Why Mexico Should Abolish its Preventive Detention Law

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A prestigious NGO has called for Mexico to abolish the legal proceeding known as arraigo, in which suspected members of organized crime can be held without charges for up to 80 days.

Human Rights Watch (HRW), one of the most consistent critics of the Mexican government’s security policies over the past several years, called on the nation’s Congress to eliminate the arraigo, which allows for investigators to spend up to 80 days building a case against suspects in custody without charges being filed.

Mexico’s Congress has been considering a proposal to lower the maximum allowable detention under the arraigo to 40 days, but according to HRW, this proposal doesn’t go far enough. The opposition to the arraigo stems largely from its potential for abuse: elements of Mexico’s security forces have frequently been accused of building an easy case against a suspect — against whom there is little evidence — by torturing the suspect into a confession.

As HRW’s Americas Director Jose Miguel Vivanco put it:

The practice of arraigo contradicts some of the most sacred principles of Mexico’s Constitution, such as freedom from arbitrary detention, gives prosecutors a perverse incentive to deprive people of their liberty before thoroughly investigating them, and undermines basic safeguards against torture.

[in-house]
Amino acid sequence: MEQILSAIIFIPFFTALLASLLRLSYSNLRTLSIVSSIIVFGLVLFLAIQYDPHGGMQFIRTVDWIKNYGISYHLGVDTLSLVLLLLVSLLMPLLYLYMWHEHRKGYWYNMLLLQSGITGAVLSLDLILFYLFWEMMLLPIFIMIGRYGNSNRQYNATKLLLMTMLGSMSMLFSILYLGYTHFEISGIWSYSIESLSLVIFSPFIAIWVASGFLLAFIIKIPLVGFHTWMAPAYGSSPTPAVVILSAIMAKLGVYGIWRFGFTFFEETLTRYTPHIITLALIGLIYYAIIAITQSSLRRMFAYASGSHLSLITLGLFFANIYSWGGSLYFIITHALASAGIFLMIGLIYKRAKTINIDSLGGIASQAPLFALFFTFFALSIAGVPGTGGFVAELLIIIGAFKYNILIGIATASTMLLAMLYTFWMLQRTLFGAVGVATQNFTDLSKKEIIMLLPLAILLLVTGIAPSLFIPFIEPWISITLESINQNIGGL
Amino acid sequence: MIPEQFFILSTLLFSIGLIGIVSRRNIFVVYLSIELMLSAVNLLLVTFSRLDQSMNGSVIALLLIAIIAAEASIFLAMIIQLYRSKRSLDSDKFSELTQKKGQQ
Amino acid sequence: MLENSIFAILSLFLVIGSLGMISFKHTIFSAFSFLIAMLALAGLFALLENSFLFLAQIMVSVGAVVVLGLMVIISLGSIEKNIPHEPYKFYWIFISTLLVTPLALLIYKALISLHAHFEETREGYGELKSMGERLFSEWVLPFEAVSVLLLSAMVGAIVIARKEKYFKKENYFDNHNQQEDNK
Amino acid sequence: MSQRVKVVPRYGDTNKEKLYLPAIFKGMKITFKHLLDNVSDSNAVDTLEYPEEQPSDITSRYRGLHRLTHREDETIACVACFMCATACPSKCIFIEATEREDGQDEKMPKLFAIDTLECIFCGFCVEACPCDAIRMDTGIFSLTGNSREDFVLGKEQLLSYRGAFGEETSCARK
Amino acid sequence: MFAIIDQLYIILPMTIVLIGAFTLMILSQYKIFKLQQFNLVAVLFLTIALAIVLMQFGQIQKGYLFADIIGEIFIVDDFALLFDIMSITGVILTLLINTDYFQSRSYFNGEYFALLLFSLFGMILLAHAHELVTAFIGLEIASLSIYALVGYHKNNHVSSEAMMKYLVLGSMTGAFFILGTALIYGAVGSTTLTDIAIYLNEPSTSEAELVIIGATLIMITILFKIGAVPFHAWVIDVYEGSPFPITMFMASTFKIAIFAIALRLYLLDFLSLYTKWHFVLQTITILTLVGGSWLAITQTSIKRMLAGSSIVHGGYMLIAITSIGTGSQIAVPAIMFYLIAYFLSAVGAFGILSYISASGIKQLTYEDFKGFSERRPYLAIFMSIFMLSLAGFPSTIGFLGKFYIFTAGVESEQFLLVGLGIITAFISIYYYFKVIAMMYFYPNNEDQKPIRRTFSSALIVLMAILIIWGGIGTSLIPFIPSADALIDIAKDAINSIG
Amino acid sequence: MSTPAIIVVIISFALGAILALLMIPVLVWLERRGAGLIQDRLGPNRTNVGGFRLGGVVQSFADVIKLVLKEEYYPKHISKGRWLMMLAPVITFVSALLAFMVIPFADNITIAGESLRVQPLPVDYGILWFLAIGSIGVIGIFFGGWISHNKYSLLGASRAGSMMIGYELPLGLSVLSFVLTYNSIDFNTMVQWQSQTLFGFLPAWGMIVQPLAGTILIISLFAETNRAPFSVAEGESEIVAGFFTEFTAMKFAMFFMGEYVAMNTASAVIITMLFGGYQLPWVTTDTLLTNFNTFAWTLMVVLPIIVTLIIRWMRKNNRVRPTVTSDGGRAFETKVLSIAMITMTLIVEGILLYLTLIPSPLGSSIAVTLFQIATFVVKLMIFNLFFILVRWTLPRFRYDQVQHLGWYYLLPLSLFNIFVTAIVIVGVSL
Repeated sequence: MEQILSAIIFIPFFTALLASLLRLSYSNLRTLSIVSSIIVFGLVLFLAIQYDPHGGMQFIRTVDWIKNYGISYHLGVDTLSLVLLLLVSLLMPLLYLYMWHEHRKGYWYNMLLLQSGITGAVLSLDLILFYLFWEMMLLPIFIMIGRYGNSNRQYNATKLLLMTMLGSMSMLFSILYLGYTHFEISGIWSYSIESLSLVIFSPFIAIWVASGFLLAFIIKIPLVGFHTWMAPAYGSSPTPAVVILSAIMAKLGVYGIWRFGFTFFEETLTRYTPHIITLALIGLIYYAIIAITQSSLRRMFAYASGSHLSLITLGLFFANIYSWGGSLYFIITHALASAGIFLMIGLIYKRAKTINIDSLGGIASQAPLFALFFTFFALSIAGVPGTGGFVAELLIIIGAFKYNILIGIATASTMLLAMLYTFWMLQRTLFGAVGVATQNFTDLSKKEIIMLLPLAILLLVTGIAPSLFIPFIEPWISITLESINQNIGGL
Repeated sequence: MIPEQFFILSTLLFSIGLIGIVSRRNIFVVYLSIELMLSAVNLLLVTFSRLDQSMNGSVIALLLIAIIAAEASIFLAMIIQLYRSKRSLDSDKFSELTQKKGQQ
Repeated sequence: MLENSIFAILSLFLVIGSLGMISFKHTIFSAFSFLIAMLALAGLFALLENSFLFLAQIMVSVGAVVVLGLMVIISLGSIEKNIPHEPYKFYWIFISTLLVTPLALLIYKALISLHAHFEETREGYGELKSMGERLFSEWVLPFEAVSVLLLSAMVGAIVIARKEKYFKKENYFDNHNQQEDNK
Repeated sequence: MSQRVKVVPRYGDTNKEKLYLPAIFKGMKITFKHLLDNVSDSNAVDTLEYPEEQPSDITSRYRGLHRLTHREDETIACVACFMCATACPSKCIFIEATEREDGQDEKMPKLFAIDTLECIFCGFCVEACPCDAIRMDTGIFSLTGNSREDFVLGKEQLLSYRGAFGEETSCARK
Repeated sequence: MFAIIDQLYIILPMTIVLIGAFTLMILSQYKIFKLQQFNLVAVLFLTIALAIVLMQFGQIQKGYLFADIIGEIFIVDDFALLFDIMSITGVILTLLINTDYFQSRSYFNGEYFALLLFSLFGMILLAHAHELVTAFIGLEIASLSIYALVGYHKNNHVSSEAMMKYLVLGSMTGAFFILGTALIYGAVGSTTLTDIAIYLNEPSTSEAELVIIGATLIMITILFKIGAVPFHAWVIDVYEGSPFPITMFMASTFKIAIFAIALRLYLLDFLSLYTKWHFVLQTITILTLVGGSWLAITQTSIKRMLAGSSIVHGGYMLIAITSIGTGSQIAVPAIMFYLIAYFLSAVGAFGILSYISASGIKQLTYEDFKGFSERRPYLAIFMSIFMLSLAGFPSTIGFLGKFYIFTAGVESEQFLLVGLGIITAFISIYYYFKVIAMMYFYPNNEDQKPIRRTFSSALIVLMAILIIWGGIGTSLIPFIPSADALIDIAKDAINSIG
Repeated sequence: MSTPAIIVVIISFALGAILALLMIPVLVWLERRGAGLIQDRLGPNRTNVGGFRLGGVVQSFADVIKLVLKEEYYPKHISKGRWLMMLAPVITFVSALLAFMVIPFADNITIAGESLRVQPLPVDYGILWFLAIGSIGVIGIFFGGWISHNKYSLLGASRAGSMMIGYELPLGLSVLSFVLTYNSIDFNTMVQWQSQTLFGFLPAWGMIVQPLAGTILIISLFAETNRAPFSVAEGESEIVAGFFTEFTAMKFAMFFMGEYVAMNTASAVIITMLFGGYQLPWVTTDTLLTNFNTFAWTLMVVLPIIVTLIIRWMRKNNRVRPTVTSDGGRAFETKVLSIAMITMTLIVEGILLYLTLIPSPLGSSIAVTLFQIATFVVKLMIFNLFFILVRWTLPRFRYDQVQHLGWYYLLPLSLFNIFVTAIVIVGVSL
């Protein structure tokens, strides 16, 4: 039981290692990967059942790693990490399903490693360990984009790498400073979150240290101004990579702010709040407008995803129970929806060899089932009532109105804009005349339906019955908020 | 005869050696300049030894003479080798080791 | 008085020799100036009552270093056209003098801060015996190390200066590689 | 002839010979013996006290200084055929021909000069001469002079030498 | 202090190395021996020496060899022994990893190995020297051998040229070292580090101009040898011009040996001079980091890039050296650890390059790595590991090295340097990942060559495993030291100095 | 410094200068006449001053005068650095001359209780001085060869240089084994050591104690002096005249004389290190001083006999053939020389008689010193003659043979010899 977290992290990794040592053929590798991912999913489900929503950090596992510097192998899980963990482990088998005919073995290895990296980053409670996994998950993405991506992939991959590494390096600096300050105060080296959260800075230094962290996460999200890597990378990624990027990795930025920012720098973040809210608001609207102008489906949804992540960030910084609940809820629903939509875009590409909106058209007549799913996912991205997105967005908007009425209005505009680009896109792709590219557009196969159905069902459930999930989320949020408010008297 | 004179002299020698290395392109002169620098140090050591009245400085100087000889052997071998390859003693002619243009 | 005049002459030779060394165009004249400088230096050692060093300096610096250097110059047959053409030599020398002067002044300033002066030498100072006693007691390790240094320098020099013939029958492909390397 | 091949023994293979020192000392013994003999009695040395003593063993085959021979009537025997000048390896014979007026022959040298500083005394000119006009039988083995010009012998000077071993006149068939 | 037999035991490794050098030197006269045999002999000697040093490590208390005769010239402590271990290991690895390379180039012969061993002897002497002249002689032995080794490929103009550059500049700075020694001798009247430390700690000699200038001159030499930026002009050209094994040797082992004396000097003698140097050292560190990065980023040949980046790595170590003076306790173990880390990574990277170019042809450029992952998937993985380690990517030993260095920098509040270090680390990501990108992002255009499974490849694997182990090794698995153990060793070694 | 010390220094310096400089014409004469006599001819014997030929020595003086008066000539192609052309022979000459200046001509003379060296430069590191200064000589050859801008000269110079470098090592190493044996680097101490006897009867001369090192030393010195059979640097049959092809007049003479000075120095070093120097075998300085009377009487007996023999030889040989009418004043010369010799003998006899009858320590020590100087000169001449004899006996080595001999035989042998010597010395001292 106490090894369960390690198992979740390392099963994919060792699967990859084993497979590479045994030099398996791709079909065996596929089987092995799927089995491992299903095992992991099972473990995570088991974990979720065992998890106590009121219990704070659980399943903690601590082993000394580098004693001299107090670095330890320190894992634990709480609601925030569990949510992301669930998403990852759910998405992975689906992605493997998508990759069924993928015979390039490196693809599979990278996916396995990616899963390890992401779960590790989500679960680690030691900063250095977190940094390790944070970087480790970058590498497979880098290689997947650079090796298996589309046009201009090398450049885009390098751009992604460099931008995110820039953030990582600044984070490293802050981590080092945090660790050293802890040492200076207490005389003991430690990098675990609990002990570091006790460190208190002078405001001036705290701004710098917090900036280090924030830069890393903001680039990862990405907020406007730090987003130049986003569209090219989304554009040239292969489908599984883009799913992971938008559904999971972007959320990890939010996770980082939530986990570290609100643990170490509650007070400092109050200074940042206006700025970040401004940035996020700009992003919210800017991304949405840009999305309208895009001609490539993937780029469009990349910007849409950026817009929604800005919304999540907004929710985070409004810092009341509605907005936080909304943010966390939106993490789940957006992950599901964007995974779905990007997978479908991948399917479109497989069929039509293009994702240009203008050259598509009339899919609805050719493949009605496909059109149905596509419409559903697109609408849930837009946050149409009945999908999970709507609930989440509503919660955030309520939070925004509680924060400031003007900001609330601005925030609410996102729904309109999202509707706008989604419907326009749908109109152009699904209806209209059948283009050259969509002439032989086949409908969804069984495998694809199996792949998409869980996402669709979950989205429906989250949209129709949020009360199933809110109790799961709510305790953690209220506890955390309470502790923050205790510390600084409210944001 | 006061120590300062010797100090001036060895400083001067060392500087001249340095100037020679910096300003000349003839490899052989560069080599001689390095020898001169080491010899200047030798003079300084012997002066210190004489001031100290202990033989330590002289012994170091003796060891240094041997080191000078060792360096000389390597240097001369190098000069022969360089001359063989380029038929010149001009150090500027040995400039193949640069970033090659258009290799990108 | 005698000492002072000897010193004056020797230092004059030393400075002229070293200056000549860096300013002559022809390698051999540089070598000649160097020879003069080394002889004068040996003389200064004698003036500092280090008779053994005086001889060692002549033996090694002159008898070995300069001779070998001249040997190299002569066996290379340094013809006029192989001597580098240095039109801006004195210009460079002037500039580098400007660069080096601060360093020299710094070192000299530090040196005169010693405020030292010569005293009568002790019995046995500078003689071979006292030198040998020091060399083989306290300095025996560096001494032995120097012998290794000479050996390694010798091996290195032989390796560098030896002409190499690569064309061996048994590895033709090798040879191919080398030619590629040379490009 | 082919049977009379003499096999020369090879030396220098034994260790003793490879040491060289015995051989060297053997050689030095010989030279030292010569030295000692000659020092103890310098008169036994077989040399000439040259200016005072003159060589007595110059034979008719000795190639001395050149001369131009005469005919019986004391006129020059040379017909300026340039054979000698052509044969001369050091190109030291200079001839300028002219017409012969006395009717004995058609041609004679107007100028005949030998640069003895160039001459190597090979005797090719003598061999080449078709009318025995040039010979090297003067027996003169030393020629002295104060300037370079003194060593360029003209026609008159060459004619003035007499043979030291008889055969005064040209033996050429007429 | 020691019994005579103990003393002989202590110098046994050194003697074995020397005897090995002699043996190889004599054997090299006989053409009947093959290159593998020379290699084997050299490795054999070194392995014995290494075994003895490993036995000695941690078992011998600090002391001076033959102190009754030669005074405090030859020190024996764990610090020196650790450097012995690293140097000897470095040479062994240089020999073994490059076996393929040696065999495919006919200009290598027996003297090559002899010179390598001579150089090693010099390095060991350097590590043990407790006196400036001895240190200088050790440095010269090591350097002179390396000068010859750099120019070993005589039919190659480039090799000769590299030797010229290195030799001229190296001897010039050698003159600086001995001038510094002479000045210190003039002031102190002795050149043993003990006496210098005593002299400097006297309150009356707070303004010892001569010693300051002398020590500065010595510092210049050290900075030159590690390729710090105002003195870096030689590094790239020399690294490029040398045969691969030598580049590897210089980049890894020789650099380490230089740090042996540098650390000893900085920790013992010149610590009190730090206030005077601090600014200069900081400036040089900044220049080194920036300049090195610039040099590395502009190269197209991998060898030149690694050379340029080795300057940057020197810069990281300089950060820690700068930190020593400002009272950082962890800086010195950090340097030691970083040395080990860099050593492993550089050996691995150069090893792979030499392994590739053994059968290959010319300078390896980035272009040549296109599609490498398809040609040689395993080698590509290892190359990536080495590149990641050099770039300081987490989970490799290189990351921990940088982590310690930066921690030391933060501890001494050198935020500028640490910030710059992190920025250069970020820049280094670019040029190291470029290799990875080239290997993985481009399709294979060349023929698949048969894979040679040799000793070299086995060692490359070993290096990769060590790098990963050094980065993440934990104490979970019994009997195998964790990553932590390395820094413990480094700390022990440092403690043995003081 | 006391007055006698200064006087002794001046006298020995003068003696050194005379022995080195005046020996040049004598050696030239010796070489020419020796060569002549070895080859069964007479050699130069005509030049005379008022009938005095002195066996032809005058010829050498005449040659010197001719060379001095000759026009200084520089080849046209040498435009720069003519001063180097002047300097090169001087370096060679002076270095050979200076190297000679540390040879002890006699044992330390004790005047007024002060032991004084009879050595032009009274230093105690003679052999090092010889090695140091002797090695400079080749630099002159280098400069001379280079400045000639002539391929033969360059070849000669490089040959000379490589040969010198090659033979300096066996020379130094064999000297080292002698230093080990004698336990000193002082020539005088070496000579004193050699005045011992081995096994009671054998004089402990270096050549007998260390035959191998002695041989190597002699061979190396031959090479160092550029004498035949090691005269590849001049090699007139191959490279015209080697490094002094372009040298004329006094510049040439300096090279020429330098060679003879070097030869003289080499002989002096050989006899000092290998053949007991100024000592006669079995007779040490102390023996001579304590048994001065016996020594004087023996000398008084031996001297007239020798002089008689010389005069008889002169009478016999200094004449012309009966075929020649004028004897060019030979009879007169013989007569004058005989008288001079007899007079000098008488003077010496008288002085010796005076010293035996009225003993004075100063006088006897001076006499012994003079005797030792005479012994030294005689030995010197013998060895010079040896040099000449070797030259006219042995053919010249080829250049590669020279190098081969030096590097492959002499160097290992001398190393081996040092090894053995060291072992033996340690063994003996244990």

InSight Crime Analysis

Vivanco’s concerns on this issue are justified. Mexico’s record regarding detainee abuse is not encouraging. Since Felipe Calderon’s election to the presidency in 2006, thousands of abuse complaints have been brought before National Commission on Human Rights. As HRW and other organizations have documented — frequently with extreme detail — there are hundreds of cases of improper actions by different security forces at the federal, state, and local levels, ranging from sexual assault and beatings to disappearances and murder.

While the arraigo does not in and of itself necessitate abuse, it is a legal standard that makes abuse far easier. Moreover, Mexico’s forces have not demonstrated themselves worthy of trust with such an all-encompassing tool.

The use of the arraigo also highlights how Mexico’s investigative bodies are frequently incapable of building cases against the criminals responsible for the wave of violence afflicting the nation. Consider the ideal approach to tracking down prominent criminal actors: the government spends years investigating them, accumulating evidence, and building a case. Then, when the criminal actor is arrested, prosecutors can quickly call upon years of investigative efforts to justify the arrest, and an indictment swiftly follows. This forces a certain amount of discipline on the government; they may know exactly who the bad guy is and where he is operating, but until they have reached a threshold for indictment, they don’t arrest. This is the pattern that prevails in the US, Italy, and much of the Western world.